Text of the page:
It is crucial to tap into the different personality traits in your workplace to cultivate a supportive, inclusive atmosphere. There are extensive studies in personality psychology examining the dynamic ways we think, feel and behave. For simplicity, this article will focus on the following personality traits: extrovert, ambivert and introvert. However, be aware that personality traits lie on a spectrum and will likely evolve throughout one’s lifetime.
Here are common traits associated with extroverts, introverts and ambiverts:
- Get their high energy, motivation and social stimulation from engaging with others in group environments.
- Are warm, talkative, enthusiastic, friendly and enjoy being the center of attention.
- Are active in meetings and confidently speak and participate in group settings.
- Openly and freely discuss problems and ask questions.
- Are flexible, adaptable and spontaneous when faced with unforeseen issues.
- Recharge and refocus their energy by carving out important alone time away from others.
- Prefer to observe rather than speak and are more self-aware.
- Are reserved and more likely to internalize and participate in quiet reflection rather than communicate problems or ask for guidance.
- Prefer smaller groups and fewer interactions.
- Open up slowly and desire deeper conversations over small talk.
You may find that you exhibit some of both introvert and extrovert qualities. That means you’re most likely an ambivert. Data indicates that ambiverts are more common than introverts or extroverts. Adam Grant, an organizational psychologist, stated in a Wall Street Journal interview that he estimates ambiverts comprise between one half to two-thirds of the population.
- Are more assertive, enthusiastic, empathic and stable.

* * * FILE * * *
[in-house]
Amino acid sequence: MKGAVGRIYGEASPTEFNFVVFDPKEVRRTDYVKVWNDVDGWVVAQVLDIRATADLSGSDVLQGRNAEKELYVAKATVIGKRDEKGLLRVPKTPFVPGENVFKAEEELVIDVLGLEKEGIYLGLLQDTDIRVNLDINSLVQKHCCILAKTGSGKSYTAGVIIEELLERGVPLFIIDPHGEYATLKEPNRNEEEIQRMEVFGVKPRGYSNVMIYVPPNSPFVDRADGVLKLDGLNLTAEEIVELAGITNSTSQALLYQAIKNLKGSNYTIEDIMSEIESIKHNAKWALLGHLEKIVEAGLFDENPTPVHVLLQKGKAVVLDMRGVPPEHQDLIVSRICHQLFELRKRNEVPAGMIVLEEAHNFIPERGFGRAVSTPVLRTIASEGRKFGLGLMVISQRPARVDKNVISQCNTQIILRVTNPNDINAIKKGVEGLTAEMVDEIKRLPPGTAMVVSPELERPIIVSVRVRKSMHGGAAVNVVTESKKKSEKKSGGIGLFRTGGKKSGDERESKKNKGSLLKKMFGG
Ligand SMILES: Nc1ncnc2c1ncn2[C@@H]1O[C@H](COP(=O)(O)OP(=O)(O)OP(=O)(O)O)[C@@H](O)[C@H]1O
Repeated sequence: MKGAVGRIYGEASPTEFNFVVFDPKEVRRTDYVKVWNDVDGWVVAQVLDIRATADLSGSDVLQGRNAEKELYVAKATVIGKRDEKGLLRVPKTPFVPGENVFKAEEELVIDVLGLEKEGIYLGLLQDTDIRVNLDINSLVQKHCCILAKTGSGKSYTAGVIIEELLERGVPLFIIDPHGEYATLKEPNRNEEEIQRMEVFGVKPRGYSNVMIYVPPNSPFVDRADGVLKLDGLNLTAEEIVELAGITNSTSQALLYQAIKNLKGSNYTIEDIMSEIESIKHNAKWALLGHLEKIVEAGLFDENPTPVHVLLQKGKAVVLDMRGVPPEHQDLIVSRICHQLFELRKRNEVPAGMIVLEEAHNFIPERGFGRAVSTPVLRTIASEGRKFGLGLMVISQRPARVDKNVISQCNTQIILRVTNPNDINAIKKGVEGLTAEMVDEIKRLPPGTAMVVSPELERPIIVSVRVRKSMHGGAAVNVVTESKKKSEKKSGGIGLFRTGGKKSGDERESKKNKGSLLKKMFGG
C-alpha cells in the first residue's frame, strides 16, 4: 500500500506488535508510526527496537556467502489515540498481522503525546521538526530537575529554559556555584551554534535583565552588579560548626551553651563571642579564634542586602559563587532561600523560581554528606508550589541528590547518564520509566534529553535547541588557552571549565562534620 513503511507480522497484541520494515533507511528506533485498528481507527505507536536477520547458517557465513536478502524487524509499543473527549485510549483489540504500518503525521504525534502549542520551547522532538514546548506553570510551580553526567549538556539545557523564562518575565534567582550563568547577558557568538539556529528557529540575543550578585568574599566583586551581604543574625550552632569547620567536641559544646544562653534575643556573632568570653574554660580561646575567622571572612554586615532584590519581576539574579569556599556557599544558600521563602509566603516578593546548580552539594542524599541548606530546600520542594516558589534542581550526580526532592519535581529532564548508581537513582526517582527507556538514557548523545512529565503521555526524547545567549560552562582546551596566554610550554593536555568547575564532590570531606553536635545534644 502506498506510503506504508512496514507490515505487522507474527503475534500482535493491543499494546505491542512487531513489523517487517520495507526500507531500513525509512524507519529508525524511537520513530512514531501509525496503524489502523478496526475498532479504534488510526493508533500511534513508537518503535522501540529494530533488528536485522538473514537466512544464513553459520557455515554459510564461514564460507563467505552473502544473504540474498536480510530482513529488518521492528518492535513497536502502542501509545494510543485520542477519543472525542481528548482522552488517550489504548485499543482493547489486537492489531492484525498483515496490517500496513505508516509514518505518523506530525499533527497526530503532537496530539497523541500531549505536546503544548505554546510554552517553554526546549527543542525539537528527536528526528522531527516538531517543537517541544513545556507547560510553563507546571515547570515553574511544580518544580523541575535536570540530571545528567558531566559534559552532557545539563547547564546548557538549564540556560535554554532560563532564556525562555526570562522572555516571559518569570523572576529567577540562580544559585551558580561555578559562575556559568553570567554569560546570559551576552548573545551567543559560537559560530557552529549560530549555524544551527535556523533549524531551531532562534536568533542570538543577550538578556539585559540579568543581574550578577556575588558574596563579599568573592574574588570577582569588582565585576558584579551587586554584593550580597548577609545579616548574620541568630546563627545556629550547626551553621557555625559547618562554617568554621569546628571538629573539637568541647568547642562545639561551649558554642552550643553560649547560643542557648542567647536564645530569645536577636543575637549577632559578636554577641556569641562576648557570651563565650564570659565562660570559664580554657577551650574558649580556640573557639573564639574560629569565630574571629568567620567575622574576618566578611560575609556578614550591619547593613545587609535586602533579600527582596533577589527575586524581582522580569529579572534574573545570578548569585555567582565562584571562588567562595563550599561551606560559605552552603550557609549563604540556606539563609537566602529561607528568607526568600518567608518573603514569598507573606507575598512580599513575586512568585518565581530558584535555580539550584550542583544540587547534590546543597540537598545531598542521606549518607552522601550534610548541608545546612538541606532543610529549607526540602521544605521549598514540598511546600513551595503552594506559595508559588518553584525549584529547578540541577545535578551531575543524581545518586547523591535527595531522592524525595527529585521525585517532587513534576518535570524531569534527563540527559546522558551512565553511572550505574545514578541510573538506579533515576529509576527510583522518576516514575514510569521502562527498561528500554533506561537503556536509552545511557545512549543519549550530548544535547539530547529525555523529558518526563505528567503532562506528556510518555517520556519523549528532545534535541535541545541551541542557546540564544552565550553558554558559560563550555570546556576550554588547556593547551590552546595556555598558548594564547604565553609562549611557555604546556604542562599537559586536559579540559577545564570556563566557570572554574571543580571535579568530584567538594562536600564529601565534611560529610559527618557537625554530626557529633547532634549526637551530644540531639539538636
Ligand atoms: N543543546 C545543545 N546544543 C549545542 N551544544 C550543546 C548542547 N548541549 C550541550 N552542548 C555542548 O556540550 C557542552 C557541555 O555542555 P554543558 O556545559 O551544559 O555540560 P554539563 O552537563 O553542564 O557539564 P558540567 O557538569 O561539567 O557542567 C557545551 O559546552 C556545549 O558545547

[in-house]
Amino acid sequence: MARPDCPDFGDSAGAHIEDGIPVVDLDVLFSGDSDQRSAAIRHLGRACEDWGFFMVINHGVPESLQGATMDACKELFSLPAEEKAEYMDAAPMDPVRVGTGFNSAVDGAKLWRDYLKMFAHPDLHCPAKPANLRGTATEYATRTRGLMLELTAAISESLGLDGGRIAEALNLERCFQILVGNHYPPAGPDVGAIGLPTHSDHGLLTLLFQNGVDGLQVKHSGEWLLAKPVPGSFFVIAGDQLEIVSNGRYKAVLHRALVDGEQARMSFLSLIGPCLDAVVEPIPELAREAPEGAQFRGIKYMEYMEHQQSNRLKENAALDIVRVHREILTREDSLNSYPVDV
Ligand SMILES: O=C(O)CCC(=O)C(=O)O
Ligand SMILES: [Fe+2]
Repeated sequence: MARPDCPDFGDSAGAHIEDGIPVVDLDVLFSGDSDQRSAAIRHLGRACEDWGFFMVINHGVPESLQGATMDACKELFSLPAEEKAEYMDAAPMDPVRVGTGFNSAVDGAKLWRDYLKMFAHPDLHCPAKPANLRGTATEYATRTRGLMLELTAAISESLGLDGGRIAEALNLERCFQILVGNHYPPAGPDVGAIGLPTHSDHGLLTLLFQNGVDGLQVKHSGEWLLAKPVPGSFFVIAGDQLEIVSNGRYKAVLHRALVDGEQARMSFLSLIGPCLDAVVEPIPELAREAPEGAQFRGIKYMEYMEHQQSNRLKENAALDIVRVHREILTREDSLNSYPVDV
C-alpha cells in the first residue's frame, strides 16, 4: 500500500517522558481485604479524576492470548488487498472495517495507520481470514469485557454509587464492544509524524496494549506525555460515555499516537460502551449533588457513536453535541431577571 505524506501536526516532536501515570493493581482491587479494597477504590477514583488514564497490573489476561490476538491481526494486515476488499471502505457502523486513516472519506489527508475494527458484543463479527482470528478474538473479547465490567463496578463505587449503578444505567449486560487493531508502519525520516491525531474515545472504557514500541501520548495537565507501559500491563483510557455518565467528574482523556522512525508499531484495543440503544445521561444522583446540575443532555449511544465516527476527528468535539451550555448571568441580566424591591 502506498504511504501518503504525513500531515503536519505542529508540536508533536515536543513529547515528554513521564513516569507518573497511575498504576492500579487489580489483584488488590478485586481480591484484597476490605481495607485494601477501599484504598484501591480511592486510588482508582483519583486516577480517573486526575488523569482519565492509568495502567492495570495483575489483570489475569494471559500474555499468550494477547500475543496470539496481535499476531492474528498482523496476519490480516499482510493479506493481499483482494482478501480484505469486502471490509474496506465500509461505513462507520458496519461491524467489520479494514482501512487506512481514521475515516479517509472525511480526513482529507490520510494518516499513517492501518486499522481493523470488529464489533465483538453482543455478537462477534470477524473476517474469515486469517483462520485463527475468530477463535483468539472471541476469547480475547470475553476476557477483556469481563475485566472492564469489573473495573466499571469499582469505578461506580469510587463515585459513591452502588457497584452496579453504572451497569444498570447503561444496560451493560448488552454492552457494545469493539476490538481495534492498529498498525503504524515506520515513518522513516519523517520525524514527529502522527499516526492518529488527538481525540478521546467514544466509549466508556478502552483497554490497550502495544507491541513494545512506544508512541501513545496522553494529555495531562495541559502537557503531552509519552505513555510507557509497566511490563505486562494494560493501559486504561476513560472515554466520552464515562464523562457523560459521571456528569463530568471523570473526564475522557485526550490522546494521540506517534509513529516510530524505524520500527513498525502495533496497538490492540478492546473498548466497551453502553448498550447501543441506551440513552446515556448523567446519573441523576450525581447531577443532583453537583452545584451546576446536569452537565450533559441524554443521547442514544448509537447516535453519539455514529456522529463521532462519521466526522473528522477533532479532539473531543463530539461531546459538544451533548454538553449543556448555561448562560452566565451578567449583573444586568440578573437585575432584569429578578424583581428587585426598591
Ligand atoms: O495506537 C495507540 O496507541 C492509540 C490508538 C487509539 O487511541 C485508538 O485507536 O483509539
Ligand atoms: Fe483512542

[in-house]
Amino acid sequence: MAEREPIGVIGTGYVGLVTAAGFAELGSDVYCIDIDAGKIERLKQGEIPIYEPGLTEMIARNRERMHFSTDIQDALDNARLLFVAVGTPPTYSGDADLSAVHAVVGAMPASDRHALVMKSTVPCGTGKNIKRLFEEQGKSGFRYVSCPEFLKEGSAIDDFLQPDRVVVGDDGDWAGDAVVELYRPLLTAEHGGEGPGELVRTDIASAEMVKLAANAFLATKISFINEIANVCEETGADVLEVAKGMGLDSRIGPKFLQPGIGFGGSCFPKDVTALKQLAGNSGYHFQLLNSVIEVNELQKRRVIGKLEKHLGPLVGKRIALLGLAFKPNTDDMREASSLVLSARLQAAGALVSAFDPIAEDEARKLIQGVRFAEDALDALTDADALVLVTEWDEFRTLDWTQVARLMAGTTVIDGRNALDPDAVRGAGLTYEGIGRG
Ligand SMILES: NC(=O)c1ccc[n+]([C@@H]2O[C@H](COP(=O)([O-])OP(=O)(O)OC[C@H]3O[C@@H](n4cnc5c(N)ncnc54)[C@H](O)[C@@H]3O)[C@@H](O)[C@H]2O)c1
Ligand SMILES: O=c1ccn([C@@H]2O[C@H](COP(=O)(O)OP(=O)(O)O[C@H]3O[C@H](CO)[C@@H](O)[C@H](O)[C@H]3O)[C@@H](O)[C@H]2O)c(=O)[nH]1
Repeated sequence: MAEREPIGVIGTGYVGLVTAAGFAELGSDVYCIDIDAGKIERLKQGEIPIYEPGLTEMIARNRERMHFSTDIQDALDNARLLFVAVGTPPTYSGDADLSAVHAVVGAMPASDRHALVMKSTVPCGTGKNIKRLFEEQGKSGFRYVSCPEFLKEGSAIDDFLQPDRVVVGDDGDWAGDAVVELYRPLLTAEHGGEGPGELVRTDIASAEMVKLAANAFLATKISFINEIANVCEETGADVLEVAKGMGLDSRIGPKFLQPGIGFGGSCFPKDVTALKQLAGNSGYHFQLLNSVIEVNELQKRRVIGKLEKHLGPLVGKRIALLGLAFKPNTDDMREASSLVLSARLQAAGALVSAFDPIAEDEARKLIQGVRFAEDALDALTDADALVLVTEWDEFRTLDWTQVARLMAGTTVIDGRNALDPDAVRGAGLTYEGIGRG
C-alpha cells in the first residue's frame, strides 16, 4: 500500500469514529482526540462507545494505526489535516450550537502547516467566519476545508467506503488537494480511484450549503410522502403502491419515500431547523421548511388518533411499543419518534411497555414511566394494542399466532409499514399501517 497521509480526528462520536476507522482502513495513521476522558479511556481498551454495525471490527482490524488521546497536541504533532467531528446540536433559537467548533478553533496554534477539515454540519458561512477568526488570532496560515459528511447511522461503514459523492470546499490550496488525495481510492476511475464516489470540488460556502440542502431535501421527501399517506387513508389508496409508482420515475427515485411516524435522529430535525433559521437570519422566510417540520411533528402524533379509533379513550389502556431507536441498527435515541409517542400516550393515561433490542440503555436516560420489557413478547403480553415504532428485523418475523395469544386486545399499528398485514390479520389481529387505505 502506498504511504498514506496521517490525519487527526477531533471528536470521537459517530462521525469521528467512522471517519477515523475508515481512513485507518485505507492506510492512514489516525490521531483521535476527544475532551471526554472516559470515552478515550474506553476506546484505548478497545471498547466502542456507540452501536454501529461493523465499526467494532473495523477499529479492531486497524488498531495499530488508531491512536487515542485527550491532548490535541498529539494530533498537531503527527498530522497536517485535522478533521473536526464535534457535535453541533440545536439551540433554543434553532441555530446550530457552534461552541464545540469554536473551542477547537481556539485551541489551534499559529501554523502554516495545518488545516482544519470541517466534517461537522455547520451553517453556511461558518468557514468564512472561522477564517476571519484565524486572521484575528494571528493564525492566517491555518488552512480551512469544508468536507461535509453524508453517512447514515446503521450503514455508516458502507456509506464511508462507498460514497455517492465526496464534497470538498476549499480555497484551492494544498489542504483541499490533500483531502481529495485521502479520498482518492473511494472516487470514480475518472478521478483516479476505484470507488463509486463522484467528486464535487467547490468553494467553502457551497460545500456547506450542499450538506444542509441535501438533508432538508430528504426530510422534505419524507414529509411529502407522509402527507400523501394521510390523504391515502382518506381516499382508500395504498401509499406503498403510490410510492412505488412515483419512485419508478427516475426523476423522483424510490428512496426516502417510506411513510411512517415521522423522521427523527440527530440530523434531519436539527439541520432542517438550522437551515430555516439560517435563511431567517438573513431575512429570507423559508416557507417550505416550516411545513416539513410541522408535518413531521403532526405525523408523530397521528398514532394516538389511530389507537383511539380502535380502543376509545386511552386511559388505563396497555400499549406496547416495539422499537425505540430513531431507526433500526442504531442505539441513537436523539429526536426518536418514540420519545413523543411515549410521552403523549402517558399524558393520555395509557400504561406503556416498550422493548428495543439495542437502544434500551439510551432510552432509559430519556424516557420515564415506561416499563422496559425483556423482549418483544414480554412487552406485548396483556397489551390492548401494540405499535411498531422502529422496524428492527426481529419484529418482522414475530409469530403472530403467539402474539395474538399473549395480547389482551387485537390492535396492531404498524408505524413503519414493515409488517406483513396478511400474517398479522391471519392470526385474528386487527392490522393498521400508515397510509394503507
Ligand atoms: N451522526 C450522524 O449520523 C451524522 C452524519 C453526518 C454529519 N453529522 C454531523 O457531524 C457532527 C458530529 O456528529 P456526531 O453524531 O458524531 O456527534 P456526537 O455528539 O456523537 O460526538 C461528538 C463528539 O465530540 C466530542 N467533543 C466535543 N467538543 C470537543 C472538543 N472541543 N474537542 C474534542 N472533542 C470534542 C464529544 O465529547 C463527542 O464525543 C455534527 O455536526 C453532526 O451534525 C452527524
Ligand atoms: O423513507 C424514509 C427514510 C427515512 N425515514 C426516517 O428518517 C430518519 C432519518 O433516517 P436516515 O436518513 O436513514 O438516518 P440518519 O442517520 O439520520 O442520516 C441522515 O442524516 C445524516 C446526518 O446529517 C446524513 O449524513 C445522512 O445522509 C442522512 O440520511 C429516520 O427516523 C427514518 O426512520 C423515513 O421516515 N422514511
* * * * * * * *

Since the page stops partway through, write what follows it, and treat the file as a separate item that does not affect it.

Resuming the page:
- Thrive in the spotlight in social situations, as well as enjoy personal, quiet downtime.
- Are naturally skilled and effective communicators.
- Learn towards indecision since they are open to most things.
- Are chameleon-like, comfortable in small talk, group settings and intimate conversations.
Here are four best meeting practices to help all of the introverts, extroverts and ambiverts at your company succeed:
- Distribute all information, agendas, questions, problems, brainstorms or talk points in advance. Preparation beforehand allows everyone the advantage to process, digest and prepare thoughtful feedback without being caught off guard.
- Start meetings with unique icebreakers. Engaging, lighthearted activities are highly effective team-building tools that cater to all personality types. Liz Fosslien, Head of Content at Humu recommends a fun prompt that’s easily answered. Her personal favorite is, “What food is underrated?” Other popular go-to activities are two truths and a lie and “would you rather…” questions. Fosslien states that when we speak up in the first ten minutes of a meeting, we find it easier to chime in again later.
- Encourage inclusive participation in a multitude of ways. For example, instead of putting people on the spot, try splitting into smaller groups (or breakout groups if virtual) that feel less intimidating. Adapt different methods, like providing a talking stick, for those less inclined to participate while simultaneously encouraging interrupters opportunities for increased self-awareness. Or have participants write their suggestions, ideas, feedback on paper that gets displayed on a whiteboard for everyone to see.
- Ask questions. Directly ask your employees for written feedback on their ideal work day, how they like to communicate, what tools, methods or practices they need to get their work done, how they prefer meetings, how they recharge, etc. Learn how your team thrives and where there is room for improvement to encourage and best support them.
It is imperative to acknowledge and effectively lead by taking into account each individual’s personality. Try the above tricks for your next meeting and see how the group dynamic transforms for the better.